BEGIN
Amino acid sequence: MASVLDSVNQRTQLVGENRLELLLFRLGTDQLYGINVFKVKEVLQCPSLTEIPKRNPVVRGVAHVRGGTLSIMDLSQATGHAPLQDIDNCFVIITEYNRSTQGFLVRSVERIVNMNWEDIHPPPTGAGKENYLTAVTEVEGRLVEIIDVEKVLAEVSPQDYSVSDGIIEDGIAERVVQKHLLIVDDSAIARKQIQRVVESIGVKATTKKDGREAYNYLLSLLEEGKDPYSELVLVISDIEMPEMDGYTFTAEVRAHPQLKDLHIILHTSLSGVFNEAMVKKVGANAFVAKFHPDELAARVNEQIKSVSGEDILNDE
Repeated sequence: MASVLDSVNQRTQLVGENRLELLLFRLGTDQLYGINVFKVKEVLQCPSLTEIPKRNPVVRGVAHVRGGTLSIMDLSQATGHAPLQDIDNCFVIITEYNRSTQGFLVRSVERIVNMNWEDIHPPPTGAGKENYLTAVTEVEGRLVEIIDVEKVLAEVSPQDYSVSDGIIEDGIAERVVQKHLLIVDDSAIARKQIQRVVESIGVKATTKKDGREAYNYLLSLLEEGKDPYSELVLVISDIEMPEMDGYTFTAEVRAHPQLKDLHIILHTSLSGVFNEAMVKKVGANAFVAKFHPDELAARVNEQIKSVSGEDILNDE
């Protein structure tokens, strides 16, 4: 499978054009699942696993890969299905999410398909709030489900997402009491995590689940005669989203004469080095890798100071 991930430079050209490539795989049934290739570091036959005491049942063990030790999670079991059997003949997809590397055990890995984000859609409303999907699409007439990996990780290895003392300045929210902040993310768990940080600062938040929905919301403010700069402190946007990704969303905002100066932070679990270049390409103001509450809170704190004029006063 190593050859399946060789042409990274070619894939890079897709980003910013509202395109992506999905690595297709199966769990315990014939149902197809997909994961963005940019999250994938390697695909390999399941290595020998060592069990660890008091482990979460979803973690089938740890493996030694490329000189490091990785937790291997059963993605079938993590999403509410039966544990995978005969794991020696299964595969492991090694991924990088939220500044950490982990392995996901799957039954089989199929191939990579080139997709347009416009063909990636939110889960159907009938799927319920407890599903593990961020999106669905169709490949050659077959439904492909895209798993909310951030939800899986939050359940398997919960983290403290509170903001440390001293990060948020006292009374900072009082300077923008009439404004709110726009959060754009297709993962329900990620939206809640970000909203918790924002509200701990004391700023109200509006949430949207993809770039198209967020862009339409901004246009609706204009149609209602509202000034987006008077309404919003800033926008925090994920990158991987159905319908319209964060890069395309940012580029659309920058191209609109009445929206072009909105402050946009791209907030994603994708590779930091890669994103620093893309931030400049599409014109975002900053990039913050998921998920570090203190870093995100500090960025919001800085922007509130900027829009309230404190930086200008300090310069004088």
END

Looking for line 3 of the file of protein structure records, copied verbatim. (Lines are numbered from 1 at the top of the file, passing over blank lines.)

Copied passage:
């Protein structure tokens, strides 16, 4: 499978054009699942696993890969299905999410398909709030489900997402009491995590689940005669989203004469080095890798100071 991930430079050209490539795989049934290739570091036959005491049942063990030790999670079991059997003949997809590397055990890995984000859609409303999907699409007439990996990780290895003392300045929210902040993310768990940080600062938040929905919301403010700069402190946007990704969303905002100066932070679990270049390409103001509450809170704190004029006063 190593050859399946060789042409990274070619894939890079897709980003910013509202395109992506999905690595297709199966769990315990014939149902197809997909994961963005940019999250994938390697695909390999399941290595020998060592069990660890008091482990979460979803973690089938740890493996030694490329000189490091990785937790291997059963993605079938993590999403509410039966544990995978005969794991020696299964595969492991090694991924990088939220500044950490982990392995996901799957039954089989199929191939990579080139997709347009416009063909990636939110889960159907009938799927319920407890599903593990961020999106669905169709490949050659077959439904492909895209798993909310951030939800899986939050359940398997919960983290403290509170903001440390001293990060948020006292009374900072009082300077923008009439404004709110726009959060754009297709993962329900990620939206809640970000909203918790924002509200701990004391700023109200509006949430949207993809770039198209967020862009339409901004246009609706204009149609209602509202000034987006008077309404919003800033926008925090994920990158991987159905319908319209964060890069395309940012580029659309920058191209609109009445929206072009909105402050946009791209907030994603994708590779930091890669994103620093893309931030400049599409014109975002900053990039913050998921998920570090203190870093995100500090960025919001800085922007509130900027829009309230404190930086200008300090310069004088």